- June 10, 2013Upcoming Meetings:Next Sunday, June 16, 10 a.m. "Breaking through Brick Walls"Einstein Center, SacramentoSunday, June 23, 2 p.m. "Next Steps in Jewish Family Research," Victoria FischDavis LibrarySunday, July 21, 10 a.m. "The WPA: Sources for Your Genealogy," GenaPhilibert-OrtegaEinstein Center, SacramentoMay 19 Meeting NotesPresident Victoria Fisch called the meeting to order. She noted that we have a new venue in Davis, the Yolo County library on E. 14th Street. Meetings will be held there every fourth Sunday from 2 to 4 p.m.On May 21, there will be a tour of the El Dorado County Archives and Museum in Placerville; admission is free.Victoria presented the JGSS slate of officers for 2013-14:President -- Victoria FischVice Presidents for Programming -- Art Yates and Dave ReingoldTreasurer -- Bob WascouRecording Secretary/Publicity -- Susanne LevitskyThe slate was voted upon and approved.Mort Rumberg was thanked for his many years of finding program speakers -- "It takes two people to replace him," Victoria said.Teven Laxer was welcomed as the new librarian. He noted that there are some 20 books out on loan that should be returned; he will start contacting the borrowers.Teven said we have about 300 volumes in the library that are part of the inventory, with maybe another 100 not yet inventoried.Dave Reingold talked about the upcoming National History Day -- "we're always looking for topics and people to work with students." Those interested can contact Dave at camp_wiseowl@....The Sacramento Public Library continues to offer a free 45-minute session, "book a genealogist."Victoria mentioned that the Western States Jewish History group is putting together a series of online museums-- check out their website for online exhibitions, starting with Los Angeles and San Francisco.The Boston IAJGS conference in August 4-9; Bob Wascou and Teven Laxer are among those planning to go. Victoria Fisch and Jeremy Frankel have decided to not to go, due to one of the speakers included in the program.May Program -- Jim Rader on "The New Super DNA Tests"Jim talked about FamilyTree DNA, which tests different parts of your DNA. Details can be found on FamilyTreeDNA.com. He says this test does all the search work.National Geographic sends its test to Family Tree DNA, he says.Jim says you can search for a surname or can set up a group -- there are more than 6,000 groups out there now.Bennett Greenspan, founder of Family Tree DNA -- "his reason for starting it was to do his Jewish genealogy research," Jim says.Family history and DNA will be the focus of several speakers on June 6 at the upcoming Southern California Genealogy Jamboree, which Jim will be attending. It takes place just two blocks from the Burbank airport.23andme.com -- the wife of Google co-founder Sergey Brin is involved with this site, which plans to test one million people to establish a large database and track diseases.Some questions to ponder:When does your ancestry have an ethnicity?What date did you become a member of a nationality?Jim says race is a social construct, not a biological one.You have to break that old notion that you're from Germany. But where did those ancestors come from?AncestryDNA -- can go back to your great, great-grandparents.Each company doesn't have rights to other companies' databases.Jim showed what he received from three different companies -- FamilyTree DNA, Ancestry DNA and 23andme -- different results for each.FamilyTree DNA -- showed he had 87% Western Europe ancestry,12.08% European (Scandinavia, Turkey, Finnish)Ancestry DNA -- 67% Central Europe, 38% Scandinavian23andmeDNA -- 100% European"As we get more and more tests, it gets more and more foggy," Jim says.FamilyTreeDNA Family Finder tests 289 markers; Ancestry DNA 100; National Geographic 200.When something is "autosomal" it tests all of your DNA>FamilyTree DNA's Family Finder Feature tells you who has the same actual DNA that you have, Jim says. "It definitely goes back three generations.""The very largest pool is FamilyTree DNA."Common uses for your DNA findings:-- finding adoptee relatives-- find fellow sperm donor siblingsTests 700,000 locations out of three billion. "You can map your whole chromosome now for $1500," Jim says.Before, the DNA focus was on STRs; now the focus is on the SNP -- single base pair substitutions--which account for many of the genetic differences between you and others (appearance, diseases, etc.)Most--no observable differences."With the SNPs, we can figure out where you are in the timeline."Hundreds of video clips on YouTube to check out re DNA,SNPs, etc.Jim says FamilyTree DNA stores your DNA for 20 years -- "none of the others do that." And your test will always be updated with the latest science.www.yhrd.org -- if you want to create a map, you put your results in. Haplotype database.Family Tree DNA does Y-DNA STR testing, has the best set-up for surname projects, and the largest genealogical database.23andme -- does medical risk testing as well, possibly the best for the ethnic admixture.Ancestry DNA -- only does autosomal DNA now, links to trees on Ancestry, US only."There's no commonality in the tests," Jim says.Jim noted that if you want to read up on DNA and genealogy, there are about 30 books on Amazon.com, some on forensic genealogy.~~~~~~~~~~~~~~~~~~~~From Gary Mokotoff's Avotaynu E-Zine: May 26U.S. Version of Who Do You Think You Are? Returns to TelevisionThe U.S. version of the family-history based show Who Do You Think You Are? is returning to television on July 23 at 9 p.m. It will appear on the TLC network with Ancestry.com remaining as the sponsor. There will be eight one-hour episodes in the new season. The celebrities featured this year include: Christina Applegate, Kelly Clarkson, Cindy Crawford, Chris O’Donnell and Zooey Deschanel.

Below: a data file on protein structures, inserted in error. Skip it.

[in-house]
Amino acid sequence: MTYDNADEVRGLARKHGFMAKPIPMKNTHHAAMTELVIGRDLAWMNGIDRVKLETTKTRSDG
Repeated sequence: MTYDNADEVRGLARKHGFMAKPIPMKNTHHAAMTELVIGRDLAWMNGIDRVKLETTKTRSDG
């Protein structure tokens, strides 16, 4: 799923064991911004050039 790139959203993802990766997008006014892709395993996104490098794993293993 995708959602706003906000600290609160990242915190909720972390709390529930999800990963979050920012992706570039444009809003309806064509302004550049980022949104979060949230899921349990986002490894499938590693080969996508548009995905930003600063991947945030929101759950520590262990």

New “Forced Labor 1939–1945” WebsiteA website “Forced Labor 1939–1945” has interviews with nearly 600 persons from 26 countries who had to perform forced labor during the Nazi period. It is located at https://zwangsarbeit-archiv.de/archiv/en/archive. Some are undoubtedly Jews because 25 of the interviewees live in Israel.